Disabled Essex woman's fight for 'dignity' after being told to use incontinence pads after care cuts

  • Sophie Weaver tells ITV News Anglia reporter Charlie Frost the care cuts have left her vulnerable.

A disabled woman from Essex is fighting for her "dignity" after the council cut her 24-hour care and told her to buy incontinence products if she needs to use the toilet by herself.

Sophie Weaver, 53, from West Mersea, has a rare form of arthritis called Stills disease and relies on personal assistants to help her do everyday tasks such as getting out of bed and using the bathroom.

She lives alone and has 24-hour care, but in March this is being cut to just 15 hours by Essex County Council, following her annual needs assessment.

It would mean she gets seven hours of support during the day, and eight during the night.

The decision, which was made in November last year, left the West Mersea Town Councillor with suicidal thoughts.

"I felt like my life is over," she said. "The life that I know is going, and I was gutted. I thought, this is not a life I want to live.

"You may be left with two or three hours a day to do what you do outside of just getting up, getting dressed, getting washed...

"Could anyone live their life in seven hours instead of 16 of the day? I don't think they could. But that's what I'm facing.

"My liberty as a person to decide when I want to go out, that's under threat.

"And that's why I felt so hopeless about the situation, if I'm being honest, it's really scary.

“I really have to have help with everything. From getting up in the morning and getting in and out of bed, transferring from my wheelchair to the toilet, having a shower.

"Any everyday tasks that everyone does and takes for granted, I need help with."

Sophie Weaver from West Mersea in Essex is appealing the council's decision to reduce her 24-hour care to just 15 hours. Credit: ITV News Anglia

Ms Weaver appealed the council's decision to cut her round-the-clock care, but on February 14th she was told her appeal had failed.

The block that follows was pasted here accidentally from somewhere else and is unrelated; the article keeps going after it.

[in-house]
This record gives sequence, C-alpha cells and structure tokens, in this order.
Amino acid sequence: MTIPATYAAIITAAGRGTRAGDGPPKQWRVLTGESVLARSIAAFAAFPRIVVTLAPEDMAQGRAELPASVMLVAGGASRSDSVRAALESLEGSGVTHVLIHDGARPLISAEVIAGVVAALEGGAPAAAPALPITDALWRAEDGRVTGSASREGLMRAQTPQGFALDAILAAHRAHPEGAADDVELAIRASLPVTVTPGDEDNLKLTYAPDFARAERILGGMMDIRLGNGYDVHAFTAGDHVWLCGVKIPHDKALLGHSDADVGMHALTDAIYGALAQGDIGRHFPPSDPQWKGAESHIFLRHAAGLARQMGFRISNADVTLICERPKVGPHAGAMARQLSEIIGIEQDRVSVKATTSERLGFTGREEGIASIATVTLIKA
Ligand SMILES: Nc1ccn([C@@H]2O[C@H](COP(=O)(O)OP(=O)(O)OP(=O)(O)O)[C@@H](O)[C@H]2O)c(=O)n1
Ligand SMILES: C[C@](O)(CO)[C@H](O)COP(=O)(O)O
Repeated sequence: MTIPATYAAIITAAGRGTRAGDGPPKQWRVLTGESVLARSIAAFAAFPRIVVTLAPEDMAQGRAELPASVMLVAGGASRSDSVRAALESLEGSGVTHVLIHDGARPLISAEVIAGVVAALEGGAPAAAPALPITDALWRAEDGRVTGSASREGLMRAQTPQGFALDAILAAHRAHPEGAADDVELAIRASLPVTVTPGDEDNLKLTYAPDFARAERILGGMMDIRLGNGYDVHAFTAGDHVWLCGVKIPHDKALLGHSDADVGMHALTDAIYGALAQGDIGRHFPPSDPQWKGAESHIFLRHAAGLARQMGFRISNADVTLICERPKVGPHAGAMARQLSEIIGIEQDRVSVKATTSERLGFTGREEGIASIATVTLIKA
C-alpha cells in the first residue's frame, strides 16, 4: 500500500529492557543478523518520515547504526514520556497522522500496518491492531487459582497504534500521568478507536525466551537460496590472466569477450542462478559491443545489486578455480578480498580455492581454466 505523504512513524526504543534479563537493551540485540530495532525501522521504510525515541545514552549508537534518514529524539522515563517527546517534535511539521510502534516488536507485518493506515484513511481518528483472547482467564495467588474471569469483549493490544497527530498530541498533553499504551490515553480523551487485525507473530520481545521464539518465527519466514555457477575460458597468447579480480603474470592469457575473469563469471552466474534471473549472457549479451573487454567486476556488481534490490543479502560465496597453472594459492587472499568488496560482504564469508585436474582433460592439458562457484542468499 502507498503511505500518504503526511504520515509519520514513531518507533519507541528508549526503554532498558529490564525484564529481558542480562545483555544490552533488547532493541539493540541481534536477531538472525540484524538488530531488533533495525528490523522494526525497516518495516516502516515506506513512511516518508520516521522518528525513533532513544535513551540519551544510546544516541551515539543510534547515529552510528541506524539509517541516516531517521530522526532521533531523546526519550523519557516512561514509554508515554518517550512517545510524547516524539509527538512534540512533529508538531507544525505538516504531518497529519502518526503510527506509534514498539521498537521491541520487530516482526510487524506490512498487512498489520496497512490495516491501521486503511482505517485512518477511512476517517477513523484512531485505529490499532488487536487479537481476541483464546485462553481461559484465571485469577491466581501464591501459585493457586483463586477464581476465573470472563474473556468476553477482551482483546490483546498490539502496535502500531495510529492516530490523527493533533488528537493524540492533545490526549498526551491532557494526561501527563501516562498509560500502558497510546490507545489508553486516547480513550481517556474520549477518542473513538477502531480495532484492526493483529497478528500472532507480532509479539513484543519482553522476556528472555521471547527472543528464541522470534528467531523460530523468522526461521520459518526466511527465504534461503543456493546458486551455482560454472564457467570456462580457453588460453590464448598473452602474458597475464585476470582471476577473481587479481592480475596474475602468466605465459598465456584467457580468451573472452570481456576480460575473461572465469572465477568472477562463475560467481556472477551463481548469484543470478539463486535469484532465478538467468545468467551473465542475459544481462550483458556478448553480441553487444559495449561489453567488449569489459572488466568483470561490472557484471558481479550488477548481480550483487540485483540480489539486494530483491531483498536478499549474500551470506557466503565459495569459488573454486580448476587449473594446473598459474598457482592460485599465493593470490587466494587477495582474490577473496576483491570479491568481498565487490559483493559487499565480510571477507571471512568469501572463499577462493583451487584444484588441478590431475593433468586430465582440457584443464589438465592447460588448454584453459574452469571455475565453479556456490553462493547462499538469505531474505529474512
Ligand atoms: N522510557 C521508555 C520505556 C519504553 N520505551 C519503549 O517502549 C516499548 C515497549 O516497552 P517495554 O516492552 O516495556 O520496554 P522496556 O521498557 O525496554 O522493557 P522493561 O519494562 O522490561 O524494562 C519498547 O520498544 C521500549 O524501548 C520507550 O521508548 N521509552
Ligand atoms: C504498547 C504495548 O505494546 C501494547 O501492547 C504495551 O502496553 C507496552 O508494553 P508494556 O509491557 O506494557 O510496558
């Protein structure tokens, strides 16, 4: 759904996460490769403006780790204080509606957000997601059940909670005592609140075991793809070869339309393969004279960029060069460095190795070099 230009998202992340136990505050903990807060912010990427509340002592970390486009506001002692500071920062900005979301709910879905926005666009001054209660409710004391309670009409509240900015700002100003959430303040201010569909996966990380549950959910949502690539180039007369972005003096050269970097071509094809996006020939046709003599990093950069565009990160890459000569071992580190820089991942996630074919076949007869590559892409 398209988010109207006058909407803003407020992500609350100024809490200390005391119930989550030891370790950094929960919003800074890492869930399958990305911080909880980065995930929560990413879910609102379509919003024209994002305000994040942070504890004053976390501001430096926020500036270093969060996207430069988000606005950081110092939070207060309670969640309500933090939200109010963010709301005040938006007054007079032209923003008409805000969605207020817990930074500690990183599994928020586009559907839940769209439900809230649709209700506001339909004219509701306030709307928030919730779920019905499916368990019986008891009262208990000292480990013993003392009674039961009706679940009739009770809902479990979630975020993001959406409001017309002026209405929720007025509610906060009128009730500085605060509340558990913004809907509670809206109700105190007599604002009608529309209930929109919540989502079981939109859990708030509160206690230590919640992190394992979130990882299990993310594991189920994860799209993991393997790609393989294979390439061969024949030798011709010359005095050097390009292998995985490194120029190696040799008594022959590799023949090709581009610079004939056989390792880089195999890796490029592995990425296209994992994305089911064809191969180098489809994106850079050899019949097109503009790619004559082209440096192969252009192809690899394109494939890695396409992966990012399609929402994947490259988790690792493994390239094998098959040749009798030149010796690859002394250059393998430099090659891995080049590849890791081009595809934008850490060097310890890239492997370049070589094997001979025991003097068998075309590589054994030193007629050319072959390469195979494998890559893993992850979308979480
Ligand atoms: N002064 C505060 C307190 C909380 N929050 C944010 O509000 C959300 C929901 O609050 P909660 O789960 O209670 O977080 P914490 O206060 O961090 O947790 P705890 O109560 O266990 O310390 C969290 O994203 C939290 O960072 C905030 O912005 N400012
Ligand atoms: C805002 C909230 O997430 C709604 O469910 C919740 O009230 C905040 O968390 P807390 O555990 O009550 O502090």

She was sent a letter from the council with suggestions on how she could cope with tasks such as going to the toilet when she does not have care.

The letter read: "Continence products could be a means of meeting this need outside the support in place. But toileting in itself is not a requirement for 24-hour care."

Ms Weaver said: "As someone who is not incontinent, it just feels like my whole dignity is being taken away.

"I cannot imagine being like that, you know, and I understand that some people have conditions where that is their normal, but where it's not, I shouldn't be made to be more disabled than what I am."

Ms Weaver, who is a disability access consultant, she she is anxious and now on anti-depressants.

She is speaking out to try to help others in the same situation.

"It's an uncomfortable thing to do to share your very personal parts of your life with the general public," she said. "But I do feel it's important for people to know the reality of things.

"For disabled people, we fight so much to be considered on an equal level as other people, rather than lesser or less than normal or equal.

"And although things have improved a great deal over the years, things like this are making me feel. How far have we come? We're actually going backwards."

Sophie Weaver was diagnosed with a rare form of arthritis called Stills disease when she was six years old. Credit: ITV News Anglia

Ms Weaver is trying to appeal the decision again before the change comes in on March 6th. The cuts will save the council around £600 a week.

An Essex County Council spokesperson said: “We understand how unsettling any proposed changes to existing care support can be, and do all we can to understand and minimise the impact this may have on the person.

"We work closely with those who are affected to ensure they continue to receive the level of support they need.

“Changes in care and support are only made when there has been a full review of the person’s needs that ensures we have fully understood their individual circumstances and personal views.

"When it is appropriate to do so there may be a plan for phasing-in any changes to ensure that they are working well before moving to the next stage.

"In taking this approach we will always support the person throughout the process.”